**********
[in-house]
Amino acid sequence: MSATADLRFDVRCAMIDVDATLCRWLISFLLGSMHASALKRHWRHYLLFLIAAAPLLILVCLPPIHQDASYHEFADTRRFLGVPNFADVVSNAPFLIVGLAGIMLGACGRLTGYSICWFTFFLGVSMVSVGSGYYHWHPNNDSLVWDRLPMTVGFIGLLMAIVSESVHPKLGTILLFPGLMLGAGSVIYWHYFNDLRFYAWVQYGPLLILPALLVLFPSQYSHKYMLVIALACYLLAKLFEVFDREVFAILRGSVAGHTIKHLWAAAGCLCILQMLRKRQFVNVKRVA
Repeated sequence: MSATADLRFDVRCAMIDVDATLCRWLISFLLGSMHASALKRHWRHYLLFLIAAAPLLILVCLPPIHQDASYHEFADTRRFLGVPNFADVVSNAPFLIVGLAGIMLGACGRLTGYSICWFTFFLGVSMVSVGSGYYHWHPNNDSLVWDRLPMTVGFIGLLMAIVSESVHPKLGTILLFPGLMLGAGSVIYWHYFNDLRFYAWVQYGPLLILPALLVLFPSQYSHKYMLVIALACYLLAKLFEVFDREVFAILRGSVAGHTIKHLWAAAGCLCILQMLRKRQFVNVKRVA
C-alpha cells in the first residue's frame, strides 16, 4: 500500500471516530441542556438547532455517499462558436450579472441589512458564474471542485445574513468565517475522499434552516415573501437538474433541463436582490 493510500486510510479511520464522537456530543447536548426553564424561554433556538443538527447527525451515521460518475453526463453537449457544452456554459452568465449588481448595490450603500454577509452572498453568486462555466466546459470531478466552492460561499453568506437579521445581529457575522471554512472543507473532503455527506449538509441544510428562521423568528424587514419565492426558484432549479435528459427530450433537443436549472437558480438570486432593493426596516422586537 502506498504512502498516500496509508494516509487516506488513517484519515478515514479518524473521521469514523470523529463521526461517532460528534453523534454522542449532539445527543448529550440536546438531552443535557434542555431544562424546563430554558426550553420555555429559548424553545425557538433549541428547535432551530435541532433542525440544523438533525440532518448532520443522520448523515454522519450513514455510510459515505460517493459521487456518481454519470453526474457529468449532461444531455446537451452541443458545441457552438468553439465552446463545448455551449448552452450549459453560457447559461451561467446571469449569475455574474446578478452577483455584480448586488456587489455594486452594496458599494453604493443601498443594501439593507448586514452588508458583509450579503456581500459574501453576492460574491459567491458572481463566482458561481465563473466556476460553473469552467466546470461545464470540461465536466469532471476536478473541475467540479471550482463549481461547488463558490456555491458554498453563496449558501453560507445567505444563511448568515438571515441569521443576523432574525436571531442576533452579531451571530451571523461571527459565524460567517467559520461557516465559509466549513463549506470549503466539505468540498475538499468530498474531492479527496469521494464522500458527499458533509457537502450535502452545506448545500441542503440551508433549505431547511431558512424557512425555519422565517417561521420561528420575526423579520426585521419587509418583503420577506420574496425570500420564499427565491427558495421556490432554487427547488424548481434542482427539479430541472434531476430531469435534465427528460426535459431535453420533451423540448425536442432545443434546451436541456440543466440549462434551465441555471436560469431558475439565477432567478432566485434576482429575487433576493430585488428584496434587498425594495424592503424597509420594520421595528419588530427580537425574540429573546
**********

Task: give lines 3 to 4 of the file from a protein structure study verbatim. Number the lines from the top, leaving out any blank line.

Repeated sequence: MSATADLRFDVRCAMIDVDATLCRWLISFLLGSMHASALKRHWRHYLLFLIAAAPLLILVCLPPIHQDASYHEFADTRRFLGVPNFADVVSNAPFLIVGLAGIMLGACGRLTGYSICWFTFFLGVSMVSVGSGYYHWHPNNDSLVWDRLPMTVGFIGLLMAIVSESVHPKLGTILLFPGLMLGAGSVIYWHYFNDLRFYAWVQYGPLLILPALLVLFPSQYSHKYMLVIALACYLLAKLFEVFDREVFAILRGSVAGHTIKHLWAAAGCLCILQMLRKRQFVNVKRVA
C-alpha cells in the first residue's frame, strides 16, 4: 500500500471516530441542556438547532455517499462558436450579472441589512458564474471542485445574513468565517475522499434552516415573501437538474433541463436582490 493510500486510510479511520464522537456530543447536548426553564424561554433556538443538527447527525451515521460518475453526463453537449457544452456554459452568465449588481448595490450603500454577509452572498453568486462555466466546459470531478466552492460561499453568506437579521445581529457575522471554512472543507473532503455527506449538509441544510428562521423568528424587514419565492426558484432549479435528459427530450433537443436549472437558480438570486432593493426596516422586537 502506498504512502498516500496509508494516509487516506488513517484519515478515514479518524473521521469514523470523529463521526461517532460528534453523534454522542449532539445527543448529550440536546438531552443535557434542555431544562424546563430554558426550553420555555429559548424553545425557538433549541428547535432551530435541532433542525440544523438533525440532518448532520443522520448523515454522519450513514455510510459515505460517493459521487456518481454519470453526474457529468449532461444531455446537451452541443458545441457552438468553439465552446463545448455551449448552452450549459453560457447559461451561467446571469449569475455574474446578478452577483455584480448586488456587489455594486452594496458599494453604493443601498443594501439593507448586514452588508458583509450579503456581500459574501453576492460574491459567491458572481463566482458561481465563473466556476460553473469552467466546470461545464470540461465536466469532471476536478473541475467540479471550482463549481461547488463558490456555491458554498453563496449558501453560507445567505444563511448568515438571515441569521443576523432574525436571531442576533452579531451571530451571523461571527459565524460567517467559520461557516465559509466549513463549506470549503466539505468540498475538499468530498474531492479527496469521494464522500458527499458533509457537502450535502452545506448545500441542503440551508433549505431547511431558512424557512425555519422565517417561521420561528420575526423579520426585521419587509418583503420577506420574496425570500420564499427565491427558495421556490432554487427547488424548481434542482427539479430541472434531476430531469435534465427528460426535459431535453420533451423540448425536442432545443434546451436541456440543466440549462434551465441555471436560469431558475439565477432567478432566485434576482429575487433576493430585488428584496434587498425594495424592503424597509420594520421595528419588530427580537425574540429573546